A further slowing in growth
Superannuation funds will need to be nimble to take advantage of new investment opportunities, the Association of Superannuation Funds of Australia conference heard.
After a year of pandemic induced turmoil in investment markets, superannuation funds are facing greater complexity and thematic shifts across asset classes and sectors, according to chief investment officers at the recent 2021 Association of Superannuation Funds of Australia conference.
The overriding factors shaping the market in the year ahead will be the continued challenges of a near-zero interest rate environment; finding investment opportunities as a COVID normal emerges; and an increased focus by investors on climate change and the environment, speakers told the conference.
In a panel session titled Capital markets: the challenges and the end game, chief investment officers of super funds and investment firms discussed the move by central banks to inject huge waves of liquidity around the world in response to the COVID-induced recession, pushing cash rates down to zero.
During the recovery from the Global Financial Crisis, investors were able to achieve real returns of at least 2% for cash alone. Now however, real interest rates are at zero or negative in many advanced economies, so that all returns must be generated from real assets.
This has made the job of strategic asset allocation more difficult and requires increased diversification to alternative sources of return, particularly with bond yields so low. “We need to think more deeply and in a more nuanced way about how we allocate assets,” the panel was told.
Managing liquidity in superannuation funds will take on greater importance, as the past year demonstrated.
Funds came under additional pressure at the height of the market volatility when the federal government allowed members to draw down their balances in cases of financial hardship. The rush of some A$39 billion of member withdrawals came just when asset prices were at their lows, locking in losses and placing additional cashflow strains on funds.
As governments took steps to insulate economies from shutdown-induced recession with massive stimulus and support programs, central banks slashed interest rates and made large-scale purchases of government bonds, raising fears for some investors this will reignite inflation risks.
Just how central banks extricate themselves from the excess liquidity flooding markets and whether that will generate long-absent inflation was front of mind for the investors on the panel.
Harking back to the late 1970s and early 1980s when central banks “went nuclear” in trying every possible strategy to get runaway inflation down to acceptable levels, triggering severe recession, the conference heard monetary authorities are now at a similar point in their attempts to revive inflation to help lift economic recovery. “They will ultimately get what they want in terms of higher inflation,” one speaker said.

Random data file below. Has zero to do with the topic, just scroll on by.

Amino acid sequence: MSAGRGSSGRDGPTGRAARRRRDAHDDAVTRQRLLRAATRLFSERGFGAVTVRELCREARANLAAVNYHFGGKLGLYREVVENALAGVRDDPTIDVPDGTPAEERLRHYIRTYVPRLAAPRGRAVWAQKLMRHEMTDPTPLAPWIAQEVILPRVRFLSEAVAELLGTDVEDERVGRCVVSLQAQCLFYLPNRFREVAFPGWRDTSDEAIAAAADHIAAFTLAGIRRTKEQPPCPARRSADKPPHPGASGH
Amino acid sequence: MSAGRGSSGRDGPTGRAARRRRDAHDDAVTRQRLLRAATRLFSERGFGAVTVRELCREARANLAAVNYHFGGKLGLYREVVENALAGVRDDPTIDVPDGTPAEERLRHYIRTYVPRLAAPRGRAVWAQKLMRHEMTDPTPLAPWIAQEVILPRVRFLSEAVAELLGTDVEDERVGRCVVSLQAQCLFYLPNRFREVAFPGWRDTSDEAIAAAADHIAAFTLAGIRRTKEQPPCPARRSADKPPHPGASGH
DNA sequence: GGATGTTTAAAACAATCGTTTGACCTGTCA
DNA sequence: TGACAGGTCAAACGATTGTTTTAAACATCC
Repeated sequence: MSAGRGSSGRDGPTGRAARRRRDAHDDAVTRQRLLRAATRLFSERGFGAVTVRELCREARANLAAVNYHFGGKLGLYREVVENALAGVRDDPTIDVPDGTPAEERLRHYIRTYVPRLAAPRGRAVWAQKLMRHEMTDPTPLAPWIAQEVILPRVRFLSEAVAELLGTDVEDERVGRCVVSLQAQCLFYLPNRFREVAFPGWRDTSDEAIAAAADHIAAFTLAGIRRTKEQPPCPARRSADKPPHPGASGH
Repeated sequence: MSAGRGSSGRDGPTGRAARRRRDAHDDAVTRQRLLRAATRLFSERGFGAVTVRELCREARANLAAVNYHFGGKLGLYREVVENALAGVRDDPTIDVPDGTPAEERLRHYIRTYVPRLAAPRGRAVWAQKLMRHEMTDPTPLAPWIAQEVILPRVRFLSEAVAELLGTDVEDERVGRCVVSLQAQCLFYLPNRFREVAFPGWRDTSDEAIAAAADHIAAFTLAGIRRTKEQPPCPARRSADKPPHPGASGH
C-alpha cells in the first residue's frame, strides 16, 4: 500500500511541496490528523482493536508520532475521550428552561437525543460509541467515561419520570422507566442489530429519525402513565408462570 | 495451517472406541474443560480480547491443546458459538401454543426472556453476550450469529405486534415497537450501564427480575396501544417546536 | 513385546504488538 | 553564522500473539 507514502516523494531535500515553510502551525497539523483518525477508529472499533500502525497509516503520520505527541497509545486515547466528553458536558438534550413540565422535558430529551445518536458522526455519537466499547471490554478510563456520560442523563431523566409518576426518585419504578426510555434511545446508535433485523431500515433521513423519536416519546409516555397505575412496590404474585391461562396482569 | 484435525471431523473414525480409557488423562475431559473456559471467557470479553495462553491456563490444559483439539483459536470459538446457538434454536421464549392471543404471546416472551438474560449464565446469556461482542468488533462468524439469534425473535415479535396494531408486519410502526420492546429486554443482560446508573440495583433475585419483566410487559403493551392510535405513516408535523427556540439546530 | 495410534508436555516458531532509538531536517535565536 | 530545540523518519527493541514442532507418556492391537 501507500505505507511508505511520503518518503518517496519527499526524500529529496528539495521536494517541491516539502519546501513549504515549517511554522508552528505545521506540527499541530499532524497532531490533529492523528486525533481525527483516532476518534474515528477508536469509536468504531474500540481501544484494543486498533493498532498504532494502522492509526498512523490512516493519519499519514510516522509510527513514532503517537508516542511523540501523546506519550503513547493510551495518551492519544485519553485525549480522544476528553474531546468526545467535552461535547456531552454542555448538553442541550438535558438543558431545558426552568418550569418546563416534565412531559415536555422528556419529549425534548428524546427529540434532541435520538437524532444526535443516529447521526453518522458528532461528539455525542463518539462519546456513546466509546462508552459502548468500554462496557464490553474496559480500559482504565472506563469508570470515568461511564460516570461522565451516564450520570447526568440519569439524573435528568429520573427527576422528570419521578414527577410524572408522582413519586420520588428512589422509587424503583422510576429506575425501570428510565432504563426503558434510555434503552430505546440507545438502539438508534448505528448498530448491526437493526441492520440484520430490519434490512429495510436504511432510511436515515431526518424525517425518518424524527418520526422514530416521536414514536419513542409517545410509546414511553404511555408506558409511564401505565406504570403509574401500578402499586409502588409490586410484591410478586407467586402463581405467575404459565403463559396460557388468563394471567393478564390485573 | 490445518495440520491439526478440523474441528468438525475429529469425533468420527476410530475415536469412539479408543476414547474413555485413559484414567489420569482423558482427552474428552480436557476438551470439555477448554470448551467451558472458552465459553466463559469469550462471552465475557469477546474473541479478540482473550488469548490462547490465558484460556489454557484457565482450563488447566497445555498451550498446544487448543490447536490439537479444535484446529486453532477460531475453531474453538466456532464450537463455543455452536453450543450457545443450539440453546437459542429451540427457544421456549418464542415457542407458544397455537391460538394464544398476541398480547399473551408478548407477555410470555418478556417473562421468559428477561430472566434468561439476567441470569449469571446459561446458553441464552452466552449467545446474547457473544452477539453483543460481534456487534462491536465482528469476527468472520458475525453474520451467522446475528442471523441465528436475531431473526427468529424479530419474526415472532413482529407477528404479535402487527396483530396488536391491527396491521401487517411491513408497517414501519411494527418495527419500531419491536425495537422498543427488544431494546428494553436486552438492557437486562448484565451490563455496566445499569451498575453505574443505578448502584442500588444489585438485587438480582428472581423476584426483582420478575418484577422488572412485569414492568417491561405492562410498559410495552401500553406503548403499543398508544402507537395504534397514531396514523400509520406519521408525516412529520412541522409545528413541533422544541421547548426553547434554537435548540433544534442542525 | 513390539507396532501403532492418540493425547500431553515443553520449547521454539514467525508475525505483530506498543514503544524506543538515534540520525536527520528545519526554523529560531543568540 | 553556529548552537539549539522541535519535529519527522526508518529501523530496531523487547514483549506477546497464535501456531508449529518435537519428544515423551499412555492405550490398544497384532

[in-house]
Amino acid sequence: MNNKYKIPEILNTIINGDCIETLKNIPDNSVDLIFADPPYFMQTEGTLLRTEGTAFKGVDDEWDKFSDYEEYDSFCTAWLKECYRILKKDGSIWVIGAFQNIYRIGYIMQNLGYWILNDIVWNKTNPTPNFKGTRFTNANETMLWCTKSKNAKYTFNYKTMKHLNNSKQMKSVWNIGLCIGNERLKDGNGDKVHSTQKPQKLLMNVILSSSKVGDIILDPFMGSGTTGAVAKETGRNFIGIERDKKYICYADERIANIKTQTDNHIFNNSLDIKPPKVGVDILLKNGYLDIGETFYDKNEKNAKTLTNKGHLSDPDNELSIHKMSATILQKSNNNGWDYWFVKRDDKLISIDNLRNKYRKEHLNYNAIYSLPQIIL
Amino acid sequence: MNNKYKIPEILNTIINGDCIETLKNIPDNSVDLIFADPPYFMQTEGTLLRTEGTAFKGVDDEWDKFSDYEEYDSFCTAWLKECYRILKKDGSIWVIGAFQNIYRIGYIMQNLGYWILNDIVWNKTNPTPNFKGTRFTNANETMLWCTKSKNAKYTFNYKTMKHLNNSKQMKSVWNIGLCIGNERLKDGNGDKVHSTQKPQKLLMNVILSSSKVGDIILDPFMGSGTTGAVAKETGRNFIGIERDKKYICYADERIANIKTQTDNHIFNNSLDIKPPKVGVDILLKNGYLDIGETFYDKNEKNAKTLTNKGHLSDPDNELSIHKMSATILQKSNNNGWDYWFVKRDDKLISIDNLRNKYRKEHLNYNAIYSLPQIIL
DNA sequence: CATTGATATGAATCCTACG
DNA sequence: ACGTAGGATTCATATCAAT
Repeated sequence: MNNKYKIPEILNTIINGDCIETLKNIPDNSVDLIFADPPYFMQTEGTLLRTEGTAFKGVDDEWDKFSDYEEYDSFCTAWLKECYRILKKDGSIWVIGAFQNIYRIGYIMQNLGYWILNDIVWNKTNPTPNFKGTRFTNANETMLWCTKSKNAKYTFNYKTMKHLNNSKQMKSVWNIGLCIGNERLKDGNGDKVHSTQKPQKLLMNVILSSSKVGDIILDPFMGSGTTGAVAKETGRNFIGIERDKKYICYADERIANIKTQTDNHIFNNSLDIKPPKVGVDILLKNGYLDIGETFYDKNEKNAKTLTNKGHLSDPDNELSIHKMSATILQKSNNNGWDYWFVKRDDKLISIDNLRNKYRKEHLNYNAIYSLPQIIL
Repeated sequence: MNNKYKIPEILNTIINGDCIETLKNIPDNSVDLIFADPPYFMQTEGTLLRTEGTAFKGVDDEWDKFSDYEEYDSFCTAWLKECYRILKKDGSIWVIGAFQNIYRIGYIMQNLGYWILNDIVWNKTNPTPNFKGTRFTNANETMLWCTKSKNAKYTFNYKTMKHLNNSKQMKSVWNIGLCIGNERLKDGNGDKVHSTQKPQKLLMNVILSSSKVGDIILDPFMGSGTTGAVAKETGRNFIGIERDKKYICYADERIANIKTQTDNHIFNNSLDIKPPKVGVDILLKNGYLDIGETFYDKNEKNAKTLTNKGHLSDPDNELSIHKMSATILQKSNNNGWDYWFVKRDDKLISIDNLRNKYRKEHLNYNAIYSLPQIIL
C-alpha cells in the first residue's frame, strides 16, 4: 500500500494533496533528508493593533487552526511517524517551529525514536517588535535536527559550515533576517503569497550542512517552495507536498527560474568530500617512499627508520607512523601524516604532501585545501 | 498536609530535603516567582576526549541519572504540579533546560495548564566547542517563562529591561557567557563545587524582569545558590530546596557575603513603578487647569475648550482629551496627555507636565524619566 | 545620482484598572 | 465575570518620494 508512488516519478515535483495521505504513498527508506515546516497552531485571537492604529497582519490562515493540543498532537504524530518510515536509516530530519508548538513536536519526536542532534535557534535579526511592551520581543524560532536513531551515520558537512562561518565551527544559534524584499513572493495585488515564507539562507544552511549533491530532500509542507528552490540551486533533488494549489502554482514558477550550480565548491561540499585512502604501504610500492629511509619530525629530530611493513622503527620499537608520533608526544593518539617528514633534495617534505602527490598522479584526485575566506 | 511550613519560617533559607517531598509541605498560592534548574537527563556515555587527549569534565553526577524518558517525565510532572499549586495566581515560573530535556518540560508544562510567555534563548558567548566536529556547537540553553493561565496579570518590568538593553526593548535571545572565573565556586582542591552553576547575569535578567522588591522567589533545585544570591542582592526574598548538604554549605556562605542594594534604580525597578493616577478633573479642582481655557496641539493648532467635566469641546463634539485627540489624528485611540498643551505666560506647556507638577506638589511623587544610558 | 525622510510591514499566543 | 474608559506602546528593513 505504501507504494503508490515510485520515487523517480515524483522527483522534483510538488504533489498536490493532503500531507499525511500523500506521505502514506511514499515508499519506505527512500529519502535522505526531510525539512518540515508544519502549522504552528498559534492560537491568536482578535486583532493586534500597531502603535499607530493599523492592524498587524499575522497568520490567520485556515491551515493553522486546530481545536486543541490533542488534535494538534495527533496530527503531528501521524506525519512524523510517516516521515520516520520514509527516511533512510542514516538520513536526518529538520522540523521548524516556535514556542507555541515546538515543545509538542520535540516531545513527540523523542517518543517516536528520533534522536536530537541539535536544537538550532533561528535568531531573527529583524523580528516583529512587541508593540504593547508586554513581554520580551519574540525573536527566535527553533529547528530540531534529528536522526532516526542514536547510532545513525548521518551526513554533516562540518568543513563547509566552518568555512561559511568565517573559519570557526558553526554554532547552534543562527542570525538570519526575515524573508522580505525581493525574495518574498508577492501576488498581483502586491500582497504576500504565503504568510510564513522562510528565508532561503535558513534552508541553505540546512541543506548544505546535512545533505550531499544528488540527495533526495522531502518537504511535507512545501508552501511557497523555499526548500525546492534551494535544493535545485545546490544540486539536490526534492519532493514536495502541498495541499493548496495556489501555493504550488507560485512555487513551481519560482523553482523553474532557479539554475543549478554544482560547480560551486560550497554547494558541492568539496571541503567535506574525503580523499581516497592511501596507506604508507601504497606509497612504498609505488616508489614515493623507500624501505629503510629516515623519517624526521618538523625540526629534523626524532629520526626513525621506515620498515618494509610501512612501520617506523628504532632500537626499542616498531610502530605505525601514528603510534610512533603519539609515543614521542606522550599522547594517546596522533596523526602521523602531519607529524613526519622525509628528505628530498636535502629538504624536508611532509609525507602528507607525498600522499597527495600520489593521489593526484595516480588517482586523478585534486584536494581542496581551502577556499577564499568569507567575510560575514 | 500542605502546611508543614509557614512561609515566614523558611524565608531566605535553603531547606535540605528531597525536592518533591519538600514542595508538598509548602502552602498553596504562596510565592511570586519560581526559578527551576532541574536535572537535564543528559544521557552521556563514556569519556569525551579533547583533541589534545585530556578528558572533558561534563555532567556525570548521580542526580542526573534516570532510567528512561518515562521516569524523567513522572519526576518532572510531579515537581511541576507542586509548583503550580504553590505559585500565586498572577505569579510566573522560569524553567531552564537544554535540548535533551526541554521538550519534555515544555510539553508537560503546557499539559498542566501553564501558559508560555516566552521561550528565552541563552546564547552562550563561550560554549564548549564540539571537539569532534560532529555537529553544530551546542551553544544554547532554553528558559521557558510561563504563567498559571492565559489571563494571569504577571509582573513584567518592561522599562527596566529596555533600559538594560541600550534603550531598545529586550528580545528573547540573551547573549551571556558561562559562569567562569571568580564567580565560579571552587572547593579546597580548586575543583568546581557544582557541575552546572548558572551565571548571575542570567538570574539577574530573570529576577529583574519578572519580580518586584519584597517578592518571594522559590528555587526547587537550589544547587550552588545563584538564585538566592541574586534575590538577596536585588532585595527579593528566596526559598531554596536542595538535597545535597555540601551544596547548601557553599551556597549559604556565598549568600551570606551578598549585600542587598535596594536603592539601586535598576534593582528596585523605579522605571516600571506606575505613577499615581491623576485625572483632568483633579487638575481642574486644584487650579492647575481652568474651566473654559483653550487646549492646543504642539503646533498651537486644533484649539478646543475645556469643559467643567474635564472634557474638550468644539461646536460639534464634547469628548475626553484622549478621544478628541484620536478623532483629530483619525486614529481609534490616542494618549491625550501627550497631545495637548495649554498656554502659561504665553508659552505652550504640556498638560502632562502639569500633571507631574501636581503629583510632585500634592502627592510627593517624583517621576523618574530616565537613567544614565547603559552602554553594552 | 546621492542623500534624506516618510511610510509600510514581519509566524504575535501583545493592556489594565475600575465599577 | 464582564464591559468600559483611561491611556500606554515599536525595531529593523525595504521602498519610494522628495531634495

Against initial expectations, the pandemic has intensified awareness of environmental, social and governance (ESG) issues and reinforced the importance of sustainability for investors. There is a growing global awareness that sustainable companies are more resilient to shocks.
In Australia, flows into sustainable or responsible investments continues to rise and comprise close to 40% of professionally managed assets in Australia.
One panellist told the conference they consider ESG issues such as climate risk in their portfolios from both a short-term and long-term perspective.
In the short term, there’s the risk of direct exposure to carbon emissions and the expectation of an inevitable policy response and a price on carbon. Longer term is the risk across the portfolio of a sustained rise in global temperatures above the 1.5 degrees Celsius that is considered manageable.
“To really have a role in managing the long-term climate risk in the portfolio requires us to drive change in companies that have those shorter-term risks,” the conference heard.
While Australia has, to date, recorded a remarkable recovery, some parts of the economy continue to face sector-specific headwinds. Superannuation funds will need to assess what the “new normal” will look like across sectors. For instance, commercial property is likely to fare worse than industrial property and logistics as office workers continue to spend more time at home.
One panel member told the conference this will open up opportunities for active managers to use their discretion in picking winners and losers in equity markets.
“We’re going to see much greater dispersion in the recovery from this crisis than we saw post the Global Financial Crisis. It’s not going to be a case of a rising tide lifting all boats and active managers will show their worth,” the panel member said.
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